Confessions From a Stepmother’s Heart
By Lisa Grey
As a child, I loved playing “mommy” to my dolls. I couldn’t wait to grow up and have my own children. Years later, my dreams of being a mom became tarnished. It happened when I realized that I found my eldest stepchild to be, well, challenging to love. This may conjure up mental pictures of Cinderella’s wicked stepmother. But it wasn’t like that at all.
When Chad and I met, he was raising three children alone; their mother had left two years before. Due to everything that Chad and the kids had been through, we agreed to see where our relationship was headed before I met his children.
Once it became clear that we would marry, I couldn’t wait to meet Chad’s kids. I had anticipated a bit of resistance from them at our first meeting, realizing how much they might still miss their mother. But I sensed something much deeper than resistance from my fiancé’s thirteen-year-old son Justin. It seemed as if he could not even stand the sight of me.
I tried to overlook this, given the circumstances. But I wasn’t crazy about Justin, either. That day, I watched Justin behave in ways that made me wonder if he had ever learned anything about Christianity. He spoke rudely to his father. He let doors slam rather than holding them for others. His trash landed wherever he dropped it, and any suggestion to pick it up was met with a glare.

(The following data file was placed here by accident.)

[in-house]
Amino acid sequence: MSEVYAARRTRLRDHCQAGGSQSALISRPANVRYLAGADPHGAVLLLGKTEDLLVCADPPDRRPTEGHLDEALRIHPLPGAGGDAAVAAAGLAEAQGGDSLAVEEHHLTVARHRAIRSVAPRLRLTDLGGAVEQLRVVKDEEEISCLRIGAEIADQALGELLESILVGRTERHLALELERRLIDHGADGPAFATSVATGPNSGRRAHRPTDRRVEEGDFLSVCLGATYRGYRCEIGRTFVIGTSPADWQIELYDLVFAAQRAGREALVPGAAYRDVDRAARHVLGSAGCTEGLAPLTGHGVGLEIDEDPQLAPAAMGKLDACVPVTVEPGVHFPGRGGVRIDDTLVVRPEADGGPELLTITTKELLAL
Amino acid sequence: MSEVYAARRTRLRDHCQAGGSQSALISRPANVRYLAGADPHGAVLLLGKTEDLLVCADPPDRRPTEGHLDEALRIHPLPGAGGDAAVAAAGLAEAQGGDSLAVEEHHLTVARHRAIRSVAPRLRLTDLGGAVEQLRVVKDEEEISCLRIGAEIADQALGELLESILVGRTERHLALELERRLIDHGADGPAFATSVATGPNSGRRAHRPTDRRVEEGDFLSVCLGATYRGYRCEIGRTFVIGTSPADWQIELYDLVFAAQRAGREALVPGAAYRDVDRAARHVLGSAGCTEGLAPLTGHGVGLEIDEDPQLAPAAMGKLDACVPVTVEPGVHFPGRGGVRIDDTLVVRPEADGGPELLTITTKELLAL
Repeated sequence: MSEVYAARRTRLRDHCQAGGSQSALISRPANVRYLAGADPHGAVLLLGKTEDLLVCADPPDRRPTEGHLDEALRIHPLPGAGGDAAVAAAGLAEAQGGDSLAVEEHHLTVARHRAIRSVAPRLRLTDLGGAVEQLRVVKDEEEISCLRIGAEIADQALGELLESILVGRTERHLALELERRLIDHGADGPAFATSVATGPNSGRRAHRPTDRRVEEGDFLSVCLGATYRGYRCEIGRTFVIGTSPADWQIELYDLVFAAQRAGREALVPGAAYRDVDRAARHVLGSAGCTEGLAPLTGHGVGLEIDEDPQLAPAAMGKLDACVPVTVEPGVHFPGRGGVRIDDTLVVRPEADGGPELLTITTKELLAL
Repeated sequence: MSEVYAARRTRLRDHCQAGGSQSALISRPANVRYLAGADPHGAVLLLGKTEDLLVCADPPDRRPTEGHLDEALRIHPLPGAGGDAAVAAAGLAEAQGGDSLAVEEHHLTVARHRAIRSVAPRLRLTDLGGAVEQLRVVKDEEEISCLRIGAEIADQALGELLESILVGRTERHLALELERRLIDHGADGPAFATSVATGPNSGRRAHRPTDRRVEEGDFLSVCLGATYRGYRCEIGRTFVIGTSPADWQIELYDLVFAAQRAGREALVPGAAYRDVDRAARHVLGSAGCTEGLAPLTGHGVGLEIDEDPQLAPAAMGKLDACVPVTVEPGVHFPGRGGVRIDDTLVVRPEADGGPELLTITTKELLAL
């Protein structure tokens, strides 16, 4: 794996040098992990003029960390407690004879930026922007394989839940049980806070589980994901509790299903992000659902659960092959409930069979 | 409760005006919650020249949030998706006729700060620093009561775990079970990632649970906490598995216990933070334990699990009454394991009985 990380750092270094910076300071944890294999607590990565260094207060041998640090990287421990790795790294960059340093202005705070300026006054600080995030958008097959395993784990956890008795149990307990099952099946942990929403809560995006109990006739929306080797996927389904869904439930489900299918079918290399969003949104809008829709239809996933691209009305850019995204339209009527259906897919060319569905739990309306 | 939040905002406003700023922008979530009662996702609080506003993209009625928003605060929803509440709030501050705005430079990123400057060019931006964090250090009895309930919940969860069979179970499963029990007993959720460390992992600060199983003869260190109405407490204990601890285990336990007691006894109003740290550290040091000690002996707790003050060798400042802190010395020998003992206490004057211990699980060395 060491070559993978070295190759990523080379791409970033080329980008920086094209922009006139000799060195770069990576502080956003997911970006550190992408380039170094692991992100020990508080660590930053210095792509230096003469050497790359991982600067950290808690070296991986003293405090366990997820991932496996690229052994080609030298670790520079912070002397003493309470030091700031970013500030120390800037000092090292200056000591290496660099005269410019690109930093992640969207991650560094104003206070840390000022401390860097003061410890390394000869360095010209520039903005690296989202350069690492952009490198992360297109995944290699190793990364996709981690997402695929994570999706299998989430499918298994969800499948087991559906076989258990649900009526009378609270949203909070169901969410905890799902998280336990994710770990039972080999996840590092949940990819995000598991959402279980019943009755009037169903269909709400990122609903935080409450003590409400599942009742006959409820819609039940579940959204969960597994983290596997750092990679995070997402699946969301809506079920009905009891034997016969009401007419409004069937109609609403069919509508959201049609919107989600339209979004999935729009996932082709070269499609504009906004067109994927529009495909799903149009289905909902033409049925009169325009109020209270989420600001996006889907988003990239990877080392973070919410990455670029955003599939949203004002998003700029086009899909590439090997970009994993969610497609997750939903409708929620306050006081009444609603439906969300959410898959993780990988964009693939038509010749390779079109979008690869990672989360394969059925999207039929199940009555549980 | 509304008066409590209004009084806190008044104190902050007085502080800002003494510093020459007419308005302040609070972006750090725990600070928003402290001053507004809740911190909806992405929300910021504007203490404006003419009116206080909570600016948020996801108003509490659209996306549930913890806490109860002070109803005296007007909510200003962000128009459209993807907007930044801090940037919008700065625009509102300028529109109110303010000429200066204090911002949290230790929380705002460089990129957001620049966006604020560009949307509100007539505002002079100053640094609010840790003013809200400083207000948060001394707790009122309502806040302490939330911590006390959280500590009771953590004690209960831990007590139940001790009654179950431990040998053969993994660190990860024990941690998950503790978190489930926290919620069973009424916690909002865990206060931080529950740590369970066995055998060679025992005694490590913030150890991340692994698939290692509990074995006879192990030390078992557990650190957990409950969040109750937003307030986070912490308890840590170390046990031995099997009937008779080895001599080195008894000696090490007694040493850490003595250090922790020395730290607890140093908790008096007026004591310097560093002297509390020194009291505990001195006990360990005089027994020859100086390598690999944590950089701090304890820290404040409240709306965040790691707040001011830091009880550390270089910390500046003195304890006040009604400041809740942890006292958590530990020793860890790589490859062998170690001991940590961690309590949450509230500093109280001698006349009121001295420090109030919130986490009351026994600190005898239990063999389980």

I held my breath that day. Surely it had to get better. But the closer I got to Chad, the worse his son behaved. In fact, Justin scowled defiantly in every one of our wedding photos. Somehow, I smiled through all of it.
Things went smoothly with the two younger children. They regularly hugged me and told me they loved me. Sadly, the more the younger kids accepted me, the further Justin distanced himself from me.
Determined to be a super stepmom, I tried to bond with Justin in a variety of ways. I attempted chatting with him after school. I bought him little gifts. I cooked his favorite meals. But he just wasn’t ready to accept me.
In fact, Justin was more than “not ready.” He blatantly refused to acknowledge me as a member of the family, particularly when his father wasn’t around to see or hear it. Rude comments and defiance of house rules became the norm for him.
As the days went on, I found myself avoiding his company at all hours of the day, dreading the moment he arrived home from school. I knew the boy had been through a lot. I really wanted to feel motherly love for him. But I only felt dread and annoyance.
I tried to bury my negative feelings. Why didn’t I feel a nurturing love for Chad’s son? I feared I was plagued with some type of defect in my womanhood or my spirituality. So I didn’t talk to Chad about it. I didn’t even pray about it. I just squeezed my emotional eyes shut, hoping the problem of Justin’s behavior would go away and wished for the day I could feel motherly love for him.
But there is danger in keeping feelings inside. Instead of getting better, inevitably the problem grows. Fortunately, God helped me realize this. As I was praying one morning about safe, non-Justin-related topics, God reminded me that even Mary, the Mother of Jesus, was human. Like any other mother, Mary likely had her good days and her frustrating days. Each new morning, Mary needed to depend on God to reveal the parenting path she should take.